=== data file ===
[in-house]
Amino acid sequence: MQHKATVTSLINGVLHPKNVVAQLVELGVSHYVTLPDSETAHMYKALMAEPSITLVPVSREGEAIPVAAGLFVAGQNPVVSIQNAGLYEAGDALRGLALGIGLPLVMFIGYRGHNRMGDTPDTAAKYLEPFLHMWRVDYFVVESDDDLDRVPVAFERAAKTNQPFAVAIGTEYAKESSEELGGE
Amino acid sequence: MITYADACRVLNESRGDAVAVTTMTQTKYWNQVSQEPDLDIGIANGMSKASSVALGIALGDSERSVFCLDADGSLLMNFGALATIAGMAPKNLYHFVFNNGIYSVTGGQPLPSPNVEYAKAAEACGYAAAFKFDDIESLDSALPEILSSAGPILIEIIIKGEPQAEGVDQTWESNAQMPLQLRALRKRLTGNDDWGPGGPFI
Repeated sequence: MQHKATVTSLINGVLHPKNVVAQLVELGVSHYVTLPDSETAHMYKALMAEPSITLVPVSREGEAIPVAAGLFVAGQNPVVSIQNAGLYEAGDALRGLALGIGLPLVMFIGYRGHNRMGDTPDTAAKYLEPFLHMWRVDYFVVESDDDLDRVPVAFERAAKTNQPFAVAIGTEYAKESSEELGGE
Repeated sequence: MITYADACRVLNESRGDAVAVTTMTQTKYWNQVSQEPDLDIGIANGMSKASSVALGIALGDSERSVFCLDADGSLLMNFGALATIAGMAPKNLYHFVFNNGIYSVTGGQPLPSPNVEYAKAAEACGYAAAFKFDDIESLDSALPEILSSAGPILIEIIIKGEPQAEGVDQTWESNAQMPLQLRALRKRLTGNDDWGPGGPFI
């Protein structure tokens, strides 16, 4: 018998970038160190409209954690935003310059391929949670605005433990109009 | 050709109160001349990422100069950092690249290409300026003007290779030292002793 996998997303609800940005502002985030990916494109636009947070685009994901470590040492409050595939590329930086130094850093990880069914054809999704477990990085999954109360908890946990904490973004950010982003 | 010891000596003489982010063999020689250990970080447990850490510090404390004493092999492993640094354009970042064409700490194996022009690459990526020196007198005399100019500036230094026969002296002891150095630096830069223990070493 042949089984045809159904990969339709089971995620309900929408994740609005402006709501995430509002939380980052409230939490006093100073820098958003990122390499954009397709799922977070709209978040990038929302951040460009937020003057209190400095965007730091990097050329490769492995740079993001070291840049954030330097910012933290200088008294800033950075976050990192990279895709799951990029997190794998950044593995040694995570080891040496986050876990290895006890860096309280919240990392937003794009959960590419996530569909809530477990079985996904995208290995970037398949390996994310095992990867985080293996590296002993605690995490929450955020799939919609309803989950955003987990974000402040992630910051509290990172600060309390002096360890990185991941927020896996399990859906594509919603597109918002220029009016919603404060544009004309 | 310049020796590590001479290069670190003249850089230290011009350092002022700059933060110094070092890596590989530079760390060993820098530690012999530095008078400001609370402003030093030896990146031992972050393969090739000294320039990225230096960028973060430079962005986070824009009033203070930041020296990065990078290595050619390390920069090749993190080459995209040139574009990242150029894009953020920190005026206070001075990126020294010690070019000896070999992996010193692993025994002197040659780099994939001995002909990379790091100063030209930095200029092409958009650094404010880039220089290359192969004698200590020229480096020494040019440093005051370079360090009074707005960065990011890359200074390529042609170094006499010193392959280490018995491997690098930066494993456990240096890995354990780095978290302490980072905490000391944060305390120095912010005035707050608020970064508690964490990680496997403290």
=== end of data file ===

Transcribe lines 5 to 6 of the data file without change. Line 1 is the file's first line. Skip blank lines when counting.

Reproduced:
Repeated sequence: MITYADACRVLNESRGDAVAVTTMTQTKYWNQVSQEPDLDIGIANGMSKASSVALGIALGDSERSVFCLDADGSLLMNFGALATIAGMAPKNLYHFVFNNGIYSVTGGQPLPSPNVEYAKAAEACGYAAAFKFDDIESLDSALPEILSSAGPILIEIIIKGEPQAEGVDQTWESNAQMPLQLRALRKRLTGNDDWGPGGPFI
């Protein structure tokens, strides 16, 4: 018998970038160190409209954690935003310059391929949670605005433990109009 | 050709109160001349990422100069950092690249290409300026003007290779030292002793 996998997303609800940005502002985030990916494109636009947070685009994901470590040492409050595939590329930086130094850093990880069914054809999704477990990085999954109360908890946990904490973004950010982003 | 010891000596003489982010063999020689250990970080447990850490510090404390004493092999492993640094354009970042064409700490194996022009690459990526020196007198005399100019500036230094026969002296002891150095630096830069223990070493 042949089984045809159904990969339709089971995620309900929408994740609005402006709501995430509002939380980052409230939490006093100073820098958003990122390499954009397709799922977070709209978040990038929302951040460009937020003057209190400095965007730091990097050329490769492995740079993001070291840049954030330097910012933290200088008294800033950075976050990192990279895709799951990029997190794998950044593995040694995570080891040496986050876990290895006890860096309280919240990392937003794009959960590419996530569909809530477990079985996904995208290995970037398949390996994310095992990867985080293996590296002993605690995490929450955020799939919609309803989950955003987990974000402040992630910051509290990172600060309390002096360890990185991941927020896996399990859906594509919603597109918002220029009016919603404060544009004309 | 310049020796590590001479290069670190003249850089230290011009350092002022700059933060110094070092890596590989530079760390060993820098530690012999530095008078400001609370402003030093030896990146031992972050393969090739000294320039990225230096960028973060430079962005986070824009009033203070930041020296990065990078290595050619390390920069090749993190080459995209040139574009990242150029894009953020920190005026206070001075990126020294010690070019000896070999992996010193692993025994002197040659780099994939001995002909990379790091100063030209930095200029092409958009650094404010880039220089290359192969004698200590020229480096020494040019440093005051370079360090009074707005960065990011890359200074390529042609170094006499010193392959280490018995491997690098930066494993456990240096890995354990780095978290302490980072905490000391944060305390120095912010005035707050608020970064508690964490990680496997403290």